• vegetables (potatoes, carrots, peas, parsnips, Brussel sprouts)
  • Japanese New Year decorations (pine branches, bamboo, pine cones, the seven lucky gods)
  • background music (CDs of Xmas pop music or Xmas carols, use of your streaming account)

Listen to another group describe their deals and tell them who you think you got the better deal (on each thing and overall).

Ask about anything (on either sheet) you don’t understand.

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Countable and uncountable nouns presentation

Without looking above, put “-s” after the nouns below that can take it and need it with “some”. The others can’t take “-s” and so should be left as they are. If you aren’t sure, try putting the noun with a number (in place of “some”) and “-s” and see if it sounds right or not. Brackets mean a word which can be taken out without changing the grammar.

some (background) music

some (black) bean

some (board/ card) game

some (cranberry) sauce

some (chipolata) sausage

some (chocolate) coin

some (Christmas) cracker

some (fresh) cream

some (Santa) suit

some (advent) calendar

some bacon

some bottle opener

some bowl

some bra

some brandy

some Brussel sprout

some Xmas carol

some carrot

some champagne

some (pine) cone

some corkscrew

some custard

some cutlery/ silverware

some date

some eggnog

some fairy light

some fake snow

some fish egg

some fork

some fruit

some glue

some grape

some gravy

some meat

some (mulled/ rice) wine

some mustard

some pea

some plate

some raisin

some seafood

some (Sello/ Scotch) tape

some (serving/ tea) spoon

some (sticky) rice

some sugar

some underwear

some vegetable

some wrapping paper

some bamboo

some bamboo shoot

some (mashed) chestnut

some (whole) chestnut

Check your answers with the first worksheets.

What kind of words are countable?

What kinds of words are uncountable?

When there is a general category and specific examples, which one is more likely to be uncountable?

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Both countable and uncountable with different meanings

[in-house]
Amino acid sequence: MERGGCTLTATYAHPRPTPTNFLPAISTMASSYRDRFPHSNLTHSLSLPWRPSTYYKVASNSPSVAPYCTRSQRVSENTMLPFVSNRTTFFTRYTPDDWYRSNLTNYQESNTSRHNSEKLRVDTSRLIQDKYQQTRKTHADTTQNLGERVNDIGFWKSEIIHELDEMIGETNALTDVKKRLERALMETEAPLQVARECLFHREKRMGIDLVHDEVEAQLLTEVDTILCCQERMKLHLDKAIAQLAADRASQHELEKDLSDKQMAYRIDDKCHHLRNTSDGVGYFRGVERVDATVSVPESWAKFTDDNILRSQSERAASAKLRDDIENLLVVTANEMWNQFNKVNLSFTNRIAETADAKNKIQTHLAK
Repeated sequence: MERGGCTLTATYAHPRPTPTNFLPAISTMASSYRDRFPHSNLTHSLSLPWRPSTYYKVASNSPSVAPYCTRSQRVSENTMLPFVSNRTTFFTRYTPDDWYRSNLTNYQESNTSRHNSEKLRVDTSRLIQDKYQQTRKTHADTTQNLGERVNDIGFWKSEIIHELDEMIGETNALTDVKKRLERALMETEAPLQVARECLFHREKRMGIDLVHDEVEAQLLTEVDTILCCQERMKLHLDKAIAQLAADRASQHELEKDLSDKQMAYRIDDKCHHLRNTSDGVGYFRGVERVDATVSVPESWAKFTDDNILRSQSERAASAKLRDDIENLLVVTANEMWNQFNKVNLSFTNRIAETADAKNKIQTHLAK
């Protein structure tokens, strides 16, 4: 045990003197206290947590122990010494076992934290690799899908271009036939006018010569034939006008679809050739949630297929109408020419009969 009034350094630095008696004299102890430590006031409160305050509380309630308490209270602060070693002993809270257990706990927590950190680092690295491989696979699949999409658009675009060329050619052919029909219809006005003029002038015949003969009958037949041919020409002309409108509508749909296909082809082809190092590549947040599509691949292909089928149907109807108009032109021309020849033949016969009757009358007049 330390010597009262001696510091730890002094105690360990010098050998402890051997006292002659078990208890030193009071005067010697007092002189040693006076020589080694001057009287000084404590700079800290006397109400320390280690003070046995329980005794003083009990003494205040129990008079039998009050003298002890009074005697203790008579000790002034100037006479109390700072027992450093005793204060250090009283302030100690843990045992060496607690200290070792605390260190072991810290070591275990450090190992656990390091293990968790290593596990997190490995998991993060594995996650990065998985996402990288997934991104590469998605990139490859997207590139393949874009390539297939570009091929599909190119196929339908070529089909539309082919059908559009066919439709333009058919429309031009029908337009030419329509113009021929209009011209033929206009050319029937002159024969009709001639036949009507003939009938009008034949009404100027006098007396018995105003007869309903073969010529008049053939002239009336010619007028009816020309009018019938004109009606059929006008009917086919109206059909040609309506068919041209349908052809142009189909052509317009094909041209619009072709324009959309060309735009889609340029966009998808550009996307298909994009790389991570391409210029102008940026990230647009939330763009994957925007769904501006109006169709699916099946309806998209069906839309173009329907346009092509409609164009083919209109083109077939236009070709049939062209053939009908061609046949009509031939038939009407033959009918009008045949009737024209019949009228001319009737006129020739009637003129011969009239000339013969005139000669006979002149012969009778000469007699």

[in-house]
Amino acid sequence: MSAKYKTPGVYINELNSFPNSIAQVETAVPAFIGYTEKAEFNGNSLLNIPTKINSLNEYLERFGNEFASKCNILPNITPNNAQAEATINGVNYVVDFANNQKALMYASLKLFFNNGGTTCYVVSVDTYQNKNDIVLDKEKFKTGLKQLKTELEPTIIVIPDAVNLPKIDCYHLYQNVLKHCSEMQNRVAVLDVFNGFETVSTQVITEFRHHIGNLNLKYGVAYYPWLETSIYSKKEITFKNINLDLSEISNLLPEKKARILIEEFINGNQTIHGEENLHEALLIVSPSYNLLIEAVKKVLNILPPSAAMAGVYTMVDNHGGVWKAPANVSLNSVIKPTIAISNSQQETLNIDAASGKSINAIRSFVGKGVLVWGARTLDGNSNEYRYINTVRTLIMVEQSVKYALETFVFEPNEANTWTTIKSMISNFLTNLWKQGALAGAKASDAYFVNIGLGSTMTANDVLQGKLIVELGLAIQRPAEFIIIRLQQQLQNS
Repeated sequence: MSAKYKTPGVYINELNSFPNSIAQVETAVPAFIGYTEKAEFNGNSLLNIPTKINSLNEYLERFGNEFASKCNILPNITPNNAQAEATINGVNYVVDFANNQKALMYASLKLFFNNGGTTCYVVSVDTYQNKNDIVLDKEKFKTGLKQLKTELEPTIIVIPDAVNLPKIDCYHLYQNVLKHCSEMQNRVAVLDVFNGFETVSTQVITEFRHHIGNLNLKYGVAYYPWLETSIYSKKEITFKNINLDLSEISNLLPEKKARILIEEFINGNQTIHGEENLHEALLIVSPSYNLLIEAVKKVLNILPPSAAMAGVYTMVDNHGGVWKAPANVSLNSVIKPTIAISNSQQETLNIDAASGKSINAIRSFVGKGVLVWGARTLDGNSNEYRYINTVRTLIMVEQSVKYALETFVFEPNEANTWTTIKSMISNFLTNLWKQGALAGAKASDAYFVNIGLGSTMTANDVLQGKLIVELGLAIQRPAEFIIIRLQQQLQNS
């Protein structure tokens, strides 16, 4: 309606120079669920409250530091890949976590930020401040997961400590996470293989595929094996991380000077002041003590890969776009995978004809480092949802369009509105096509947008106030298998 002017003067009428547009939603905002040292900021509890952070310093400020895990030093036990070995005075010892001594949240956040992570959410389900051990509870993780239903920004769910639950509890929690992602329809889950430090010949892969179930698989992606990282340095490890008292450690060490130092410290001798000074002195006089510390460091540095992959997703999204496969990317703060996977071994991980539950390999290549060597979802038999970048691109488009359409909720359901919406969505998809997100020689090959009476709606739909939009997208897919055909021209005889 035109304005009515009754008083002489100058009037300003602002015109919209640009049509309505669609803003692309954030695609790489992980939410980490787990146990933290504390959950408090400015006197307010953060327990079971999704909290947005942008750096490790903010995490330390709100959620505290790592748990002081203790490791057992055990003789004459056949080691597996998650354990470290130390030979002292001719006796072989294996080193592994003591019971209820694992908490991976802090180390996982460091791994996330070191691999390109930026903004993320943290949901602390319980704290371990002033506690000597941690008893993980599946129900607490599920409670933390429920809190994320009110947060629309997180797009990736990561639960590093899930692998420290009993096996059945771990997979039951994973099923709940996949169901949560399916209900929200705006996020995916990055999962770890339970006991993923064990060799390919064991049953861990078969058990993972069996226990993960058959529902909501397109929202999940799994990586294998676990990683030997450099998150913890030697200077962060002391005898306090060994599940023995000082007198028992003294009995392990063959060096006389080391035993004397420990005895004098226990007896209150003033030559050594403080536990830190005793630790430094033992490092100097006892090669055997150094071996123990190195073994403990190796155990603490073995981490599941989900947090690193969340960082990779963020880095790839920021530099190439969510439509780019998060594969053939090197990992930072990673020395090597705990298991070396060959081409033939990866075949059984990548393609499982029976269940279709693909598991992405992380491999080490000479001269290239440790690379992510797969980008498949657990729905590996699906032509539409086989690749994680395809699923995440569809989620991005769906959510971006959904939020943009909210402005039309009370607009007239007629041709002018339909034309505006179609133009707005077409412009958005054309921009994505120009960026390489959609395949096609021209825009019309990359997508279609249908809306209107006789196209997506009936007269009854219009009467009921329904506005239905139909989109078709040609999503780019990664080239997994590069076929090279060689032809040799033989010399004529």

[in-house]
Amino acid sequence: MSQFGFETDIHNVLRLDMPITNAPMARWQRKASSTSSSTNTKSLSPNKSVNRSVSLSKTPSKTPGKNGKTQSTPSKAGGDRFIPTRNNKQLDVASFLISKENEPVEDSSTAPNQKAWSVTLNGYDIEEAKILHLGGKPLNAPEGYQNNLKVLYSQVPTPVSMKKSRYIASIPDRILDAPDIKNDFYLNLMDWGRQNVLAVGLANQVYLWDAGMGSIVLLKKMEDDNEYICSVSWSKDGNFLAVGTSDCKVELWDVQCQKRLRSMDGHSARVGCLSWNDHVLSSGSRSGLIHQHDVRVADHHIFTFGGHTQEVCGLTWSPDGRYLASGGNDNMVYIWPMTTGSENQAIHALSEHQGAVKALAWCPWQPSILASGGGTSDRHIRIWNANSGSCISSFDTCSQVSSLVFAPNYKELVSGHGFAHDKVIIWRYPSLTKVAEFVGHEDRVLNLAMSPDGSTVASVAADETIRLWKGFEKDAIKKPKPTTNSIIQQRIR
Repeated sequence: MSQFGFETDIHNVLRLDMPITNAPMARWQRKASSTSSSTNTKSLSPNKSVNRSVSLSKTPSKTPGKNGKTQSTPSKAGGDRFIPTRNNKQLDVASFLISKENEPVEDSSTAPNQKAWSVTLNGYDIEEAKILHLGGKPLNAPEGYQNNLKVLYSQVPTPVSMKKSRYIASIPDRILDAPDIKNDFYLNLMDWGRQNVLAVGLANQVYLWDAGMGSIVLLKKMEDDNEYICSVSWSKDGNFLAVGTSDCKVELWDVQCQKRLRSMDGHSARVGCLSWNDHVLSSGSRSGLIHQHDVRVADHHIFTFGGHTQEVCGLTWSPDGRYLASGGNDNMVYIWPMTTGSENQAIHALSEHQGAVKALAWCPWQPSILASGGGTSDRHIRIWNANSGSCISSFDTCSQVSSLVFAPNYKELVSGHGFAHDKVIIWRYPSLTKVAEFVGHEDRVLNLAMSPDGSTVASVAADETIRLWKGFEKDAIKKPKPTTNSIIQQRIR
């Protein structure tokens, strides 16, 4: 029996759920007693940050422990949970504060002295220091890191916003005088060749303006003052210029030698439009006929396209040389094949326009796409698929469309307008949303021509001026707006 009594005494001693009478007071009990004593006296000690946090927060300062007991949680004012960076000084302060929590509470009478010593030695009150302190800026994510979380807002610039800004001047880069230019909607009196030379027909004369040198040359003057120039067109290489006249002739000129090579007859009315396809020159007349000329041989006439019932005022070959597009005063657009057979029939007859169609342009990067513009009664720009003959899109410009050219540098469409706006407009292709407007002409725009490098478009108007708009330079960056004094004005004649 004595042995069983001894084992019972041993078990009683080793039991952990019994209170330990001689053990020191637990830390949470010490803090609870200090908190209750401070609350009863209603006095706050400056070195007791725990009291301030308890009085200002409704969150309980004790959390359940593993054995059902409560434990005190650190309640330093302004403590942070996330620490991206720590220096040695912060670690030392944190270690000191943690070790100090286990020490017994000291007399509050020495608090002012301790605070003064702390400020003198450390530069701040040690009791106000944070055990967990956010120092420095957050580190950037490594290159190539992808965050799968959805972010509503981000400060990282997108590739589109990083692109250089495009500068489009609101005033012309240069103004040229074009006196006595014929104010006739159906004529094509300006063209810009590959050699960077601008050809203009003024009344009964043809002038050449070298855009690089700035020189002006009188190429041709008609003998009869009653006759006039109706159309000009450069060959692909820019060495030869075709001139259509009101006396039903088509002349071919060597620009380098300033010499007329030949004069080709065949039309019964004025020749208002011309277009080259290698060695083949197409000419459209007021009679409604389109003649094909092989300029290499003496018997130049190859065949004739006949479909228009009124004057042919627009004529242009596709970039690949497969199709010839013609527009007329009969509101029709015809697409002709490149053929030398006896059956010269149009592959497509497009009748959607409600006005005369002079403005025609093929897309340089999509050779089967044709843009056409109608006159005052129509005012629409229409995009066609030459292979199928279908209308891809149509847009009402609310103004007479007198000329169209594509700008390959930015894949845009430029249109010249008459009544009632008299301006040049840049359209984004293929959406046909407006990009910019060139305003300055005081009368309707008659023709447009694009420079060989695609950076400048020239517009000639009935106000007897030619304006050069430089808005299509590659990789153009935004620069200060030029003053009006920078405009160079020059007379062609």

What are the differences between these forms where both are possible?

some chestnut/ some chestnuts

some chicken/ some chickens

some egg/ some eggs

some paper/ some papers

some tape/ some tapes

some chocolate/ some chocolates

some ice cream/ some ice creams

some cake/ some cakes

some card/ some cards

some toilet roll/ some toilet rolls

 

Use these words to help explain the differences above:

bowl

cassette

cone

fried…

news…

scrambled…

slice

slice

thigh/ wing

toilet paper

whole…

Xmas…

Try drawing any of the ones above which you are not sure about.

Do the same with these:

some authority/ some authorities

some business/ some businesses

some capital/ some capitals

some contact/ some contacts

some culture/ some cultures

some damages/ some damage

some debate/ some debates

some exercise/ some exercises

some experience/ some experiences

some film/ some films

some finance/ my finances

some fire/ some fires

some glass/ some glasses

some instruction/ some instructions

some interest/ my interests

some iron/ some irons

some language/ some languages

some light/ some lights

some plaster/ some plasters

some review/ some reviews

some revision/ some revisions

some room/ some rooms

some television/ some televisions

some wood/ some woods

some work/ some works

 

Use these words to help explain the differences above:

… city

art…

Band Aid

bath…

expert

forest

grammar…

heater

interesting…

job

money

movie

painting

program

some vision/ some visions

space

champagne/ wine…